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1.
BMC Med Educ ; 22(1): 757, 2022 Nov 05.
Article in English | MEDLINE | ID: covidwho-2108767

ABSTRACT

BACKGROUND: Professional calling (PC) is crucial for ascertaining their professional goals and fulfilling career choices in nursing students. Thus, understanding its antecedents and helping schools improve PC among nursing students is critical. This study aims to explore whether professional identity (PI), as a crucial antecedent of PC, acts as an intermediary between career self-efficacy (CSE) and professional calling during the COVID-19 pandemic. METHODS: A sample of 565 nursing students were selected by a web-based survey through convenience sampling. The study was conducted from October to November 2020. Measures of CSE, PI, and PC were assessed during the COVID-19 pandemic. We analyzed demographic data and the correlation of the research variables. The significance of the mediation effect was assessed using a bootstrap method with SPSS. RESULTS: CSE during the COVID-19 pandemic outbreak (r = 0. 359, p < 0. 01) and PI (r = 0. 670, p < 0. 01) were both relevant to PC among nursing students. In addition, CSE had a positive indirect effect on PC through PI (ß = 0. 288, p < 0. 05). CONCLUSIONS: Higher scores in CSE and a better PI were associated with PC in nursing students. Furthermore, a better CSE had an indirect effect on the PC of students through PI. The favorable evidence in our study confirms that nursing educators can adopt PI interventions to improve the sense of PC among nursing students.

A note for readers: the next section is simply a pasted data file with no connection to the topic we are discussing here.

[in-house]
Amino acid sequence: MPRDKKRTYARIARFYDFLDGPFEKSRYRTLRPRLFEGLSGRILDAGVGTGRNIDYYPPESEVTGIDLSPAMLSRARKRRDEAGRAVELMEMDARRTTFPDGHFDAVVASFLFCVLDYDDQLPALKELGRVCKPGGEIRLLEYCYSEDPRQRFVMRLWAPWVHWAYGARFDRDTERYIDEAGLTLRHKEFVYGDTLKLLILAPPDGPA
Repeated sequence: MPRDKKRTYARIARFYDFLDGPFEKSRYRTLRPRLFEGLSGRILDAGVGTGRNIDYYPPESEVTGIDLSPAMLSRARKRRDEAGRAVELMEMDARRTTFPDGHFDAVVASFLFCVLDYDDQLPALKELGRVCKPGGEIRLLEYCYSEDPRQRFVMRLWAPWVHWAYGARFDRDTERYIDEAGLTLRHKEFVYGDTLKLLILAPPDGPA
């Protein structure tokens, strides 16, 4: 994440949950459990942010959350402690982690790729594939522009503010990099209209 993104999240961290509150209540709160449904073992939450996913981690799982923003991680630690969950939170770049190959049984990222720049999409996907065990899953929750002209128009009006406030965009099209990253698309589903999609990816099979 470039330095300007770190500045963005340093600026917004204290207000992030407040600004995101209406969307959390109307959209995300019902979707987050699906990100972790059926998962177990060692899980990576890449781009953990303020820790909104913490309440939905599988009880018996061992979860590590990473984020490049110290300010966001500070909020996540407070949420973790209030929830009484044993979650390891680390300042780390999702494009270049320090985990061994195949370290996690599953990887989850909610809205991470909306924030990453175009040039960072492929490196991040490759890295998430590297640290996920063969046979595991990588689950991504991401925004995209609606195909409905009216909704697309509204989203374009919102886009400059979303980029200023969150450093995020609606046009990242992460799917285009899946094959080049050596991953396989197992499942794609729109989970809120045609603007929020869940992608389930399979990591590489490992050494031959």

Subject(s)
COVID-19 , Students, Nursing , Humans , COVID-19/epidemiology , Self Efficacy , Pandemics , Career Choice , Surveys and Questionnaires
2.
40th ACM International Conference on Design of Communication, SIGDOC 2022 ; : 154-156, 2022.
Article in English | Scopus | ID: covidwho-2108344

ABSTRACT

Currently, there is a lack of guidance for how individuals in the field of technical communication can confidently take a leave of absence without concern for how time away can impact career progression. Leaves of absence are on the rise in the wake of the COVID-19 global pandemic as employees struggle to find work-life balance and provide care for young children and aging parents. During the COVID-19 global pandemic, I gave birth to my son and took a 20-week parental leave of absence from my company. During this time, I continued to professionally develop while also taking time to recover and care for my family. I gained valuable insight into how to maintain the momentum of my career development and want to share the lessons I learned. This Industry Insight Report provides recommendations for planning for a leave of absence, setting goals and boundaries for the time away from work, maintaining career momentum while on leave, gracefully returning to work, and reassessing your work upon your return to ensure that your daily career responsibilities align with both your passion and team goals. This period of discernment allows you to reflect on what work is most important to you and what work helps you to evolve as a technical communicator. With reflection, reassessment, and planned enrichment, you can grow your career in a meaningful way even while you are away from your keyboard. © 2022 ACM.

3.